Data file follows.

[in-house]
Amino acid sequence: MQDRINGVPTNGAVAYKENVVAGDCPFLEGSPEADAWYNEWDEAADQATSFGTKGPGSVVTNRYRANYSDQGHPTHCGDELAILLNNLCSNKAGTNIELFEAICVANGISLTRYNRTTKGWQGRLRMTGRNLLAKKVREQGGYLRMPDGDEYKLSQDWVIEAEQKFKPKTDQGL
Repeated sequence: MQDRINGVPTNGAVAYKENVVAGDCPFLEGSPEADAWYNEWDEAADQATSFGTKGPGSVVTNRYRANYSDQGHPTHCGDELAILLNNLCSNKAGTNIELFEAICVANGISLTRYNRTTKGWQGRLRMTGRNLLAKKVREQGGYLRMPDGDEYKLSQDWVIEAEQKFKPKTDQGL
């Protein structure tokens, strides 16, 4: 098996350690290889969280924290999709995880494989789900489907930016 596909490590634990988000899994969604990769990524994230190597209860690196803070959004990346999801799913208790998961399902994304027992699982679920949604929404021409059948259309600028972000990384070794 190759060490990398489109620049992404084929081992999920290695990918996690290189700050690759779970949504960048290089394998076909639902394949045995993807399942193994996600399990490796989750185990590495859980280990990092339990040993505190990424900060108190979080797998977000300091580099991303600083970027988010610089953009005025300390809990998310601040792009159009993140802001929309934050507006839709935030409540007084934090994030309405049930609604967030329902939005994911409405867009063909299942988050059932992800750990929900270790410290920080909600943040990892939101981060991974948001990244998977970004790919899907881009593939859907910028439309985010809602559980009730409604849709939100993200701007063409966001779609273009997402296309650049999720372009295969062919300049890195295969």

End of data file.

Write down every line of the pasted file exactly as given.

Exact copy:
[in-house]
Amino acid sequence: MQDRINGVPTNGAVAYKENVVAGDCPFLEGSPEADAWYNEWDEAADQATSFGTKGPGSVVTNRYRANYSDQGHPTHCGDELAILLNNLCSNKAGTNIELFEAICVANGISLTRYNRTTKGWQGRLRMTGRNLLAKKVREQGGYLRMPDGDEYKLSQDWVIEAEQKFKPKTDQGL
Repeated sequence: MQDRINGVPTNGAVAYKENVVAGDCPFLEGSPEADAWYNEWDEAADQATSFGTKGPGSVVTNRYRANYSDQGHPTHCGDELAILLNNLCSNKAGTNIELFEAICVANGISLTRYNRTTKGWQGRLRMTGRNLLAKKVREQGGYLRMPDGDEYKLSQDWVIEAEQKFKPKTDQGL
């Protein structure tokens, strides 16, 4: 098996350690290889969280924290999709995880494989789900489907930016 596909490590634990988000899994969604990769990524994230190597209860690196803070959004990346999801799913208790998961399902994304027992699982679920949604929404021409059948259309600028972000990384070794 190759060490990398489109620049992404084929081992999920290695990918996690290189700050690759779970949504960048290089394998076909639902394949045995993807399942193994996600399990490796989750185990590495859980280990990092339990040993505190990424900060108190979080797998977000300091580099991303600083970027988010610089953009005025300390809990998310601040792009159009993140802001929309934050507006839709935030409540007084934090994030309405049930609604967030329902939005994911409405867009063909299942988050059932992800750990929900270790410290920080909600943040990892939101981060991974948001990244998977970004790919899907881009593939859907910028439309985010809602559980009730409604849709939100993200701007063409966001779609273009997402296309650049999720372009295969062919300049890195295969």